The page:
Hello, everyone! Let's have a look at the most fundamental and crucial Searching Algorithm, Linear Search. Linear Search is a search algorithm that aids in the discovery of an element in an array and returns the appropriate index. We may alternatively deliver a flag value to indicate that the element doesn't exist.

It's also known as Sequential Search since we're traversing our complete array progressively and comparing our target element to the current element at the current index. It works for both sorted and unsorted arrays, which is a huge plus.

Let’s talk about Algorithm

The following are the steps in this algorithm:

**Step 1**: Choose the first element to be the current one.

**Step 2**: Make a comparison between the current and target elements. If it's a match, move on to step 5.

**Step 3**: If the following element exists, set the current element to the next element and proceed to Step 2.

**Step 4**: The element you're looking for isn't there. Continue to Step 6.

**Step 5**: Locate the target element and return to it.

So, here let’s say we have to search element 15 in our given array.

**We traverse the entire array one by one and compare 15 (our target element) with all elements of the array. **

**Step 1**: First, we encounter 12. 12 does not match with 15, and hence we proceed forward.

**Step 2**: Now, we encounter 5. 5 does not match with 15, and hence we proceed forward.

**Step 3**: Now, we encounter 10. 10 does not match with 15, and hence we proceed forward.

**Step 4**: Now, we encounter 20. 20 does not match with 15, and hence we proceed forward.

**Step 5**: Now, we encounter 31. 31 does not match with 15, and hence we proceed forward.

**Step 6**: Now, we encounter 15. 15 matches with our target element, and hence we return true, or the respective index (i.e., 5 here) depending upon our question and breaks from the loop.

We would return -1 (or any flag value) or false if the target element could not be located in the given array.

Let’s see the implementation of Linear Search in C++/Java/Python

**C++**

*#include<iostream>*

*using namespace std;*

*int main() {*

* // Enter Input array*

* int n = 0;*

* cout<<"Enter size of array: ";*

* cin >> n;*

* int arr[n];*

* cout<<"Enter Numbers: ";*

* for(int i = 0; i < n; i++)*

* cin>>arr[i];*

* // Input the target element*

* cout<<"\nEnter a Number to Search: ";*

* int num;*

* cin>>num;*

* // Apply Linear Search*

* int index = -1; // -1 is the flag value*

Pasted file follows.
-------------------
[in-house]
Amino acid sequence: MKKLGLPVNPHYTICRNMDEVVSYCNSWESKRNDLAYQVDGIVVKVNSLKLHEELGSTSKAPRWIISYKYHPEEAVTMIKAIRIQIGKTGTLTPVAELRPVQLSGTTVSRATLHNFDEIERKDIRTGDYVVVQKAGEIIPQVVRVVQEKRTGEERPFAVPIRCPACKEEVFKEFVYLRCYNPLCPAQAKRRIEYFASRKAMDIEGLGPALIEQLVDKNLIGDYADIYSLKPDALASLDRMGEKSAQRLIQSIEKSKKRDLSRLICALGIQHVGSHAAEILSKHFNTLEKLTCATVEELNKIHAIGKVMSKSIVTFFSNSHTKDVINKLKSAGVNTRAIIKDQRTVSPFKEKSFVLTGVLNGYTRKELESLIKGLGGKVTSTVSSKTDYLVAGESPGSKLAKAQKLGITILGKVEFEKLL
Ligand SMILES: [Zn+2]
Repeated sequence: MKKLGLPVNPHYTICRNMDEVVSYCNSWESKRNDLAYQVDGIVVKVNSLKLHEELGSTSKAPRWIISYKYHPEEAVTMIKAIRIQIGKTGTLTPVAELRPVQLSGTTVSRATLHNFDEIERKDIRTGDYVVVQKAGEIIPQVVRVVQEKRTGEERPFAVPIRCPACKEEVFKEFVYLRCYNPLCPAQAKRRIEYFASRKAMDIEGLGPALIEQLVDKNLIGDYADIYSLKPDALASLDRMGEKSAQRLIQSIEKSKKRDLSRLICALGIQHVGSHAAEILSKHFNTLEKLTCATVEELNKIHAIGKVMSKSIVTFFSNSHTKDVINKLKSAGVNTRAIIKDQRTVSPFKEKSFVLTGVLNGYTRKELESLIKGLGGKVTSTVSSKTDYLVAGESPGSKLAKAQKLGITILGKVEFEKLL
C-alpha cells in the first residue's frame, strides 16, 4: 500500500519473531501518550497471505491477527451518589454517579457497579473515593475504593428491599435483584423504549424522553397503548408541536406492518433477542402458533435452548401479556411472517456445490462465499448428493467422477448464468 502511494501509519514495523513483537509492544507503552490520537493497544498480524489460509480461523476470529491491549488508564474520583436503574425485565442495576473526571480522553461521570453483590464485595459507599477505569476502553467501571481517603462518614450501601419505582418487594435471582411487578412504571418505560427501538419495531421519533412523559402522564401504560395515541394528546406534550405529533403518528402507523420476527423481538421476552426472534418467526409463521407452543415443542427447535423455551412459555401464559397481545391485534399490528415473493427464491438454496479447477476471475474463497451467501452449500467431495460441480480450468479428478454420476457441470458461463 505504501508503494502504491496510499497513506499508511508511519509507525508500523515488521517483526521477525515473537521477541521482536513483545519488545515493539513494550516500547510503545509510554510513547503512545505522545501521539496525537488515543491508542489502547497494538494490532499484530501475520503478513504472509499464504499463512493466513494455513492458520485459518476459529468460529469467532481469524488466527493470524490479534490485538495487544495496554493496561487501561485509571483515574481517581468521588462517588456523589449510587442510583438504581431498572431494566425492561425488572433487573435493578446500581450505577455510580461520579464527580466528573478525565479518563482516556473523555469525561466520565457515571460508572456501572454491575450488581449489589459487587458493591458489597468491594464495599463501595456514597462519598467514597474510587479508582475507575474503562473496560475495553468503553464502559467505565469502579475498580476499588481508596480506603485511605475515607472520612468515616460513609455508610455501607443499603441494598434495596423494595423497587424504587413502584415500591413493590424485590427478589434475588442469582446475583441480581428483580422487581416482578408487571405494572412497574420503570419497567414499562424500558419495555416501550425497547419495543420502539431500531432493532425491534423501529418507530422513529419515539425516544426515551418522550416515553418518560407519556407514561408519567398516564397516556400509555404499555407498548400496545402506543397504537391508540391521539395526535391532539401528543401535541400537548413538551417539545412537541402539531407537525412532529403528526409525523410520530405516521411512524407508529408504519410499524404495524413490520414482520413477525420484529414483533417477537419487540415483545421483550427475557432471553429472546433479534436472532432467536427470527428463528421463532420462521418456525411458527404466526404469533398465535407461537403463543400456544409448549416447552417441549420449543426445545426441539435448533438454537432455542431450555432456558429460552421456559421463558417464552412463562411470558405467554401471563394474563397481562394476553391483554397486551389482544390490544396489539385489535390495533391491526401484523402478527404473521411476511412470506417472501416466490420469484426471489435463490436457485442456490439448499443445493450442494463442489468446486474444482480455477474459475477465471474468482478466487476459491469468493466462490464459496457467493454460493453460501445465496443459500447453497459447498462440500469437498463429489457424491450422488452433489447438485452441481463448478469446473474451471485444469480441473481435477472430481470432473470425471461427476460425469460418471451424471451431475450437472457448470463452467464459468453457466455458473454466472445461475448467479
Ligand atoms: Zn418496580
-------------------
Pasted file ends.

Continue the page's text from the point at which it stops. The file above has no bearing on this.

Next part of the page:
* for(int i = 0; i < n; i++){*

* if(arr[i] == num){*

* index = i;*

* break;*

* }*

* }*

* *

* if (index == -1) cout << "\nElement not found";*

* else cout<<"\nFound at Index No. "<< index;*

* cout << endl;*

* return 0;*

*}*

**Output**:

Enter size of array: 5

Enter Numbers: 3 2 4 5 6

Enter a Number to Search: 5

Found at Index No. 3

**Java**

*#import java.util.*;*

* *

*public static void main(String[] args){*

* Scanner s = new Scanner(System.in); *

* // Input size of array*

* System.out.println("Enter size of array: ");*

* int n = s.nextInt(); *

* *

* // Enter Input array*

* System.out.println("Enter Numbers: ");*

* for(int i=0; i<n; i++)*

* arr[i] = s.next();*

* *

* // Input the target element*

* System.out.println("Enter a Number to Search: ");*

* int num = s.next();*

* *

* // Apply Linear Search*

* int index = -1; // -1 is the flag value*

* for(int i=0; i<n; i++){*

* if(arr[i]==num){*

* index = i;*

* break;*

* }*

* }*

* if (index == -1) System.out.println(“Element not found”);*

* else *

* System.out.println("Found the target element at Index No."+ index);*

*}*

**Output**:

Enter size of array: 8

Enter Numbers: 2 3 4 1 7 6 8 5

Enter a Number to Search: 6

Found at Index No. 5

**Python**

*// Perform Linear Search*

*def linearsearch(arr, x):*

* for i in range(len(arr)):*

* if arr[i] == x:*

* return i*

* return -1*

* *

*arr = [99, 2, 4, 55, 6, 10, 1, 77, 45, 34]*

*target_elem = 1 *

*print("Found at Index No. "+str(linearsearch(arr,target_elem)))*

Output:

Found at Index No. 6

**Time and Space Complexity**

Worst-case time complexity: O(N)

Average case time complexity: O(N)

Best case time complexity: O(1)

Space complexity: O(1)

On average, linear search compares n/2 elements in a set, where n is the number of elements in the set. The linear search algorithm does n comparisons at most.

In the worst-case scenario, the linear search strategy requires 2n+1 comparisons (n to check if the target element is located and n+1 comparisons to determine if the list's end is reached). We can make n+1 comparisons in the worst case with optimizations.

**Linear Search's Benefits and Applications**

Both conceptually and in terms of implementation, it is fairly simple to grasp.

Both sorted and unsorted arrays are supported. It is independent of the order in which the array's members are arranged.

The searching process is done in O when the target element matches the first element in the array (1).

**Conclusion**

Sequential Search is another name for it. In it, we traverse our complete array in order and compare our target element to the current element at the current array index. Both sorted and unsorted arrays are supported. It has an O(1) time complexity in the best case, but an O(n) time complexity in the worst case, where n is the number of elements in an array.

Well, we tried to explain “how to use Linear Search on an array” in this blog in simple language. Hope you like it and get a better understanding of this concept.